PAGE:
- If there are local debates by the candidates, then find out where they are and go and see and hear the debates that matter to your region and riding. You can learn a great deal by just taking in the debates and this will make it easier to form an opinion about which party should get your vote on election day.
- Fight against complacency and procrastination. This may be the longest campaign in Canadian history, but even by this past weekend, there were many ridings that had yet to complete their nominations for candidates. Sure there are eight more weeks until the election, but some candidates are getting a head start and are actively campaigning and increasing the visibility of their candidate and party vision. As a voter you need to get ahead of the game as well, and becoming informed takes time, work, and energy, so that you will become not only an informed voter, but one who can dialog and discuss the major issues intelligently with others. The effect of voters who are intelligent and informed and who engage with other voters is huge. The power of influence should never be minimized. You can help people make a better informed choice that will affect the outcome of the election in your riding, and across the nation.
Living with the choice that we make as voters?
I know of many Christians who would like to vote for the New Democratic Party (NDP) but are reluctant to do so, as to their way of thinking it would endorse the party’s social views on marriage equality, LGBTQ rights, reproductive rights, education, and a host of other views. I can understand the hesitation.
Ultimately every voter has to live with their conscience and the choice they make, no matter how they make it.
My own journey to making my choice was a simple one. It is “political mathematics”. I made a list of all the major parties (I did not explore a party that will not have the opportunity to form the government, simply due to the fact that until there is a form of proportional representation in Canada, it makes no sense to not vote for a major party. Your ballot will be nothing more than a wasted ballot with the one past the post system). On that list I listed all their positions on the issues that they were promoting on their election platform, and I made check marks for those I agreed with and stroke the ones that I disagreed with. At the end of the exercise I found myself left with the New Democratic Party (NDP).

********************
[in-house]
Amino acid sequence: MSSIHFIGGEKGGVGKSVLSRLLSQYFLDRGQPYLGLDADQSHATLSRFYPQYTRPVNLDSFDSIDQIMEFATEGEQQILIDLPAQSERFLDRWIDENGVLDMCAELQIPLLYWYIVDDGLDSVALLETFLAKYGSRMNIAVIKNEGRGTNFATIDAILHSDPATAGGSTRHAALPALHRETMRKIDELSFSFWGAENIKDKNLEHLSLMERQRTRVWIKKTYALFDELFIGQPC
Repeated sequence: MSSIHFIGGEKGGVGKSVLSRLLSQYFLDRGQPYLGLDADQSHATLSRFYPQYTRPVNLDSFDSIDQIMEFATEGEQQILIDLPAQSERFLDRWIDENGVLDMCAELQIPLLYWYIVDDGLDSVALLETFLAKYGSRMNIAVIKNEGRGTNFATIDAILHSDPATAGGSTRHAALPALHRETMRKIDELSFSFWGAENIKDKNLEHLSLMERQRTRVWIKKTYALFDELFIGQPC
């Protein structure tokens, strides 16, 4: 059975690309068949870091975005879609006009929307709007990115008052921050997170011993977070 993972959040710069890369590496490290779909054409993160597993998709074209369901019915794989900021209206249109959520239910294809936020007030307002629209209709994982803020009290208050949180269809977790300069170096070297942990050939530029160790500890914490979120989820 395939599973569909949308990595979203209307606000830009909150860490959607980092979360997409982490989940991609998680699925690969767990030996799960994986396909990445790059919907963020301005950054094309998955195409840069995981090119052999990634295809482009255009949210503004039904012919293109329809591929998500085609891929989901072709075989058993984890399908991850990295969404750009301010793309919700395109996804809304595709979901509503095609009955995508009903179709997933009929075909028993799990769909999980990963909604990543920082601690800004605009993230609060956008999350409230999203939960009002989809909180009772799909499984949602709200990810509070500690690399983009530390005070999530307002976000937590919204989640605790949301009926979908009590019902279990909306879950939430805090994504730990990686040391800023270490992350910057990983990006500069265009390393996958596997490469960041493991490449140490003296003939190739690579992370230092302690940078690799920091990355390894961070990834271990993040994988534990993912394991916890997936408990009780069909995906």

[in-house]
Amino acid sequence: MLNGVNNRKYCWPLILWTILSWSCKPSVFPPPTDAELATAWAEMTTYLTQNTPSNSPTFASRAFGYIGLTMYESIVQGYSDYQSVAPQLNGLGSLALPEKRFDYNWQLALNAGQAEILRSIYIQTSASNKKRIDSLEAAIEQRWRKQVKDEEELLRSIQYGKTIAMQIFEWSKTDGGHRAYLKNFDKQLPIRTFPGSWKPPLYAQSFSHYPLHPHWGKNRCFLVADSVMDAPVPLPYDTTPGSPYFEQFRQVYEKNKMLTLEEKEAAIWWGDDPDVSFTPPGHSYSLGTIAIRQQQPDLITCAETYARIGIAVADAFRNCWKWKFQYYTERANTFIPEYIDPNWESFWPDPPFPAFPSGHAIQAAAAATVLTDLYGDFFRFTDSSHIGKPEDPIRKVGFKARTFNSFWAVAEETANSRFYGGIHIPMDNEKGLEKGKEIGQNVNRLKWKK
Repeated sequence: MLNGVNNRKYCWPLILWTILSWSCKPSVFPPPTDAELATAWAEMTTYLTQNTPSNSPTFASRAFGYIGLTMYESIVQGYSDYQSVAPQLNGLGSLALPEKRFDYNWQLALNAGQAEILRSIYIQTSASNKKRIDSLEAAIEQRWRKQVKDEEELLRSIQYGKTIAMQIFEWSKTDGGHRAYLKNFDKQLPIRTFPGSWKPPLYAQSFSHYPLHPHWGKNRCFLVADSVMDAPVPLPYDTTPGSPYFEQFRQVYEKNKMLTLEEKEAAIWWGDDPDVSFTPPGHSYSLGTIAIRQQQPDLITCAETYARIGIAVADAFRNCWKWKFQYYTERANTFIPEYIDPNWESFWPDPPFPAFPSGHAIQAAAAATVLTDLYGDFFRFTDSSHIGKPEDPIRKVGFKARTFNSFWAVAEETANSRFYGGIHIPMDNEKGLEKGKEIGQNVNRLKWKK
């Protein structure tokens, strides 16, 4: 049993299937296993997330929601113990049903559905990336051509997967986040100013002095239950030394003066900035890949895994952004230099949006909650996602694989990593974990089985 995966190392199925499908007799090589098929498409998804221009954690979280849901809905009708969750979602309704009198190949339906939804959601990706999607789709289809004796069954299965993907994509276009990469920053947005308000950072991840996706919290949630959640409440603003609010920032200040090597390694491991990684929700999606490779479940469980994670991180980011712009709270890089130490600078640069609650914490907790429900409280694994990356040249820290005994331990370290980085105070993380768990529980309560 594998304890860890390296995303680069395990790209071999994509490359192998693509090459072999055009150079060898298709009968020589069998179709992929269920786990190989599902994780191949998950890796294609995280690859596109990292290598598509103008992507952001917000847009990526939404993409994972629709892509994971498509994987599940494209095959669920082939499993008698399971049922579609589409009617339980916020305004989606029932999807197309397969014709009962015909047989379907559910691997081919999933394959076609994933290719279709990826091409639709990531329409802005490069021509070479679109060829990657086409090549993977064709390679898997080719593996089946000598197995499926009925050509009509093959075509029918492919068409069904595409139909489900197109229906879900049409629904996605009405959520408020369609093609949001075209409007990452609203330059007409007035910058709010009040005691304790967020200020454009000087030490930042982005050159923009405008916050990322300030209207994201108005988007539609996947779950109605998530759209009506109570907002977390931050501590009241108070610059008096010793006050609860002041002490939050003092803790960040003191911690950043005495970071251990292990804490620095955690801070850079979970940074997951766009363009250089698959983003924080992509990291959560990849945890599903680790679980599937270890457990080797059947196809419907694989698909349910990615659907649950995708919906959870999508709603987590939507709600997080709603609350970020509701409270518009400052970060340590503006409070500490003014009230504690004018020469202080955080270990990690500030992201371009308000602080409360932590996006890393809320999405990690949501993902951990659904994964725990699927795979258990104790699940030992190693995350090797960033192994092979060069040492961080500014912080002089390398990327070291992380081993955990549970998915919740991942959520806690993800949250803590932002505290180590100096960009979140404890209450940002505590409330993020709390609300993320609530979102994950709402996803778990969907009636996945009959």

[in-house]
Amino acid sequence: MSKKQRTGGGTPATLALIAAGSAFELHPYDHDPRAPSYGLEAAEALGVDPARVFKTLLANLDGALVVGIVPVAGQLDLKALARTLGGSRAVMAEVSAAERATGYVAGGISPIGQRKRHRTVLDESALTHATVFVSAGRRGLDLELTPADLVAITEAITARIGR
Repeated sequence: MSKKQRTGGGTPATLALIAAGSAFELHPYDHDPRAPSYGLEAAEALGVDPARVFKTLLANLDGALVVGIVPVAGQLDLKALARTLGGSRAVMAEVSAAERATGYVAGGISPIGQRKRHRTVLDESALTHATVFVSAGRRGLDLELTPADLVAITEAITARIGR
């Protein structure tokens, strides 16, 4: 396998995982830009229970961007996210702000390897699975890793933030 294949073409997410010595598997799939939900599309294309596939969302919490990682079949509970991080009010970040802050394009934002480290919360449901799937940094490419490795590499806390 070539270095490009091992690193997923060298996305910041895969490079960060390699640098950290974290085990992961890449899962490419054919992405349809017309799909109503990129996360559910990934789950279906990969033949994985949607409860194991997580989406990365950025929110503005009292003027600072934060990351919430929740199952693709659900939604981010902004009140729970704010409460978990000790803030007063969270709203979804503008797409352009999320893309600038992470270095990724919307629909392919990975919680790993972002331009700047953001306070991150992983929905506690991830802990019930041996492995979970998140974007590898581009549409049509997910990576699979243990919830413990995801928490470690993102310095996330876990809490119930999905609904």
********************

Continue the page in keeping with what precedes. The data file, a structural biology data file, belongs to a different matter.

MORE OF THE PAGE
So at the end of the day for me, it is a matter of who cares about working families. It is about the party that cares about a working wage for all citizens. It is about a decent retirement plan for all Canadians. It is about taking care of the poor and about education for all. It is about revising Canada’s role in the world, and support the UN more than supporting NATO. It is about Canada recovering its international reputation in matters of renewable sustainable energy, the environment, helping poorer nations, peace keeping and other worthy and noble values and practices.
I had to move beyond “party ideology” to the issues that mattered to me. Each voter will have to do the same thing, whether or not you are a person of faith. It is a matter of personal conscience and choice. It is something each voter will have to live with.
What is an active participatory democracy?
My vote is going to the New Democratic Party (NDP) for one major reason. It seeks to bring electoral reform, from the top down in our constitutional democracy. For the electorate to be able to better participate in not only the electoral process, but in the actual administration of democracy, from the constituency on to the Parliament, through plebiscites, MP recall, and other democratic mechanisms and tools, the constituents in a riding will have an ongoing role to play in the political life of the nation. The voter will not be reduced to the votes needed on election day and then not heard of again for another five years. This will lead to greater ongoing engagement for all citizens. This will make our democracy better and more effective by having more participation by all citizens.
How will you make your choice?
Now it is up to all of you now. You have a choice to make. You have the power to make that choice. You have within you the power to change the direction of our nation and see our democracy renewed and transformed. You have that power. Not the government. You, the voter have that power. You will help send people to Parliament Hill who will best represent what matters to you. Choose wisely. Hold that candidate that you voted for accountable. After all they are there because you put your trust in them and cast a ballot for them. That how much power you wield. Wield that power wisely.
Elections Canada: http://www.elections.ca/home.aspx
New Democratic Party of Canada: http://www.ndp.ca/
Liberal Party of Canada: https://www.liberal.ca/
Green Party of Canada: http://www.greenparty.ca/en
Conservative Party of Canada: http://www.conservative.ca/